5 Things You Shouldn’t Place Down Your Disposal

5 Things You Shouldn’t Place Down Your Disposal

You may already know that there are some things you should never flush down your drains or put in your garbage disposal. The wrong materials can cause damage and long-lasting problems that may need professional work. That’s why it’s always good to have a reminder about what things you should never, ever put down a garbage disposal, no matter how easy it may be to handle trash this way. Check out these materials to learn why they don’t mix with disposals. Any Type of Grease or Oil Grease may be easy to pour down the disposal when it’s heated up, but grease doesn’t stay hot forever. Instead, it cools down in your disposal and forms a fatty mass. Over time, this fat can build up and cause major obstructions that are difficult to remove, dull the disposal equipment, and cause big problems. Grease is one of the worst things you can put down any drain and can build up over long periods of time. Always take the time to wipe the grease off and throw it in the trash. Seeds and Pits Generally, any type of seed or pit doesn’t do well in a garbage disposal. Instead of being crushed and going away, they tend to linger, jamming mechanisms and causing clogs. Never put any of these hard leftovers down the disposal. Garbage disposal crushing components aren’t designed to deal well with them, and it’s easy to toss them in the trash instead. Fibrous or Starchy Foods What do we mean by fibrous and starchy? Let’s break down these two important categories. First, fibrous foods are any stringy, durable foodstuffs,...
How to Know if Your Pipes are Worn Out

How to Know if Your Pipes are Worn Out

Whether you use your plumbing occasionally, such as a vacation home, or every day, your pipes can wear out. Unfortunately, there’s nothing to prevent the pipes from disintegration over time. However, you can be proactive and look for the early signs that there might be a change and take action. Here’s what you should watch for. Look Out for the Color of the Water Discolored water is usually a cause for concern. There are a few exceptions: if you’re under a boil order, you have well water, or you live in a rural area. However, if you see the color of your water change to brown or dark water, it’s a strong indication that there is corrosion in your pipes, leaving rust as the water runs through them. If left untreated, deposits can clog pipes, which in turn will build pressure. Continual pressure can result in the pipes eventually bursting, which will cause a huge mess to clean up and damage that needs to be professionally repaired. Too Many Drips from the Faucet Drip. Drip. Drip. That sound can keep you awake at night. But worse than that, it can ruin your pipes. That’s because the water pressure in your pipes is too high or water that’s no longer needed after you turn off the tap isn’t properly drained. This may seem like a minor issue at the beginning. However, constant dripping is not only annoying, but it can permanently damage your plumbing. Get that looked at early, and save yourself headaches, and your sleep. Low Water Pressure There’s nothing worse than taking a shower with a dribble of water. Unfortunately, low water pressure could sign many problems. There could be a...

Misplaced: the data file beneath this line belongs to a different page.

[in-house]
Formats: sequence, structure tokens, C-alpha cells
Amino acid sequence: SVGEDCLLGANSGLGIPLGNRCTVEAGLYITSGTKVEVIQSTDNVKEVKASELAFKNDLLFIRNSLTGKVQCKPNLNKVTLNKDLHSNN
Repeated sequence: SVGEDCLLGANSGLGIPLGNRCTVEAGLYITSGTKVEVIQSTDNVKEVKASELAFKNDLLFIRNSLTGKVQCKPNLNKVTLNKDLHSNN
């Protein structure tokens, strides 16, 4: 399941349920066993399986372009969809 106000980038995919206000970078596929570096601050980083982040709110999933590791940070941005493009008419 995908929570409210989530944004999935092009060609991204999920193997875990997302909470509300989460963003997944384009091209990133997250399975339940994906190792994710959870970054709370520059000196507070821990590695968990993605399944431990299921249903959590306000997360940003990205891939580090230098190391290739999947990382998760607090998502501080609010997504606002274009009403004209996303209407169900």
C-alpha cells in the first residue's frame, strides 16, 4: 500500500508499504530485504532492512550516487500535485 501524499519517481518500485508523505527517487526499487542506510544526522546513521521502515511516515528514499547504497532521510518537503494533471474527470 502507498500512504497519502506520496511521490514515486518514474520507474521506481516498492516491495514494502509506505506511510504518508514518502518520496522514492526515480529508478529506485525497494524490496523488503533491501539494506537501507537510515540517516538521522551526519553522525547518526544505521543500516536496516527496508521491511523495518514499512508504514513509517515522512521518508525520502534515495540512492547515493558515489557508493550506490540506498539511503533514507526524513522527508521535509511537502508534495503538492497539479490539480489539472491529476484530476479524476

3 Spring Plumbing Maintenance Tasks to Tackle

3 Spring Plumbing Maintenance Tasks to Tackle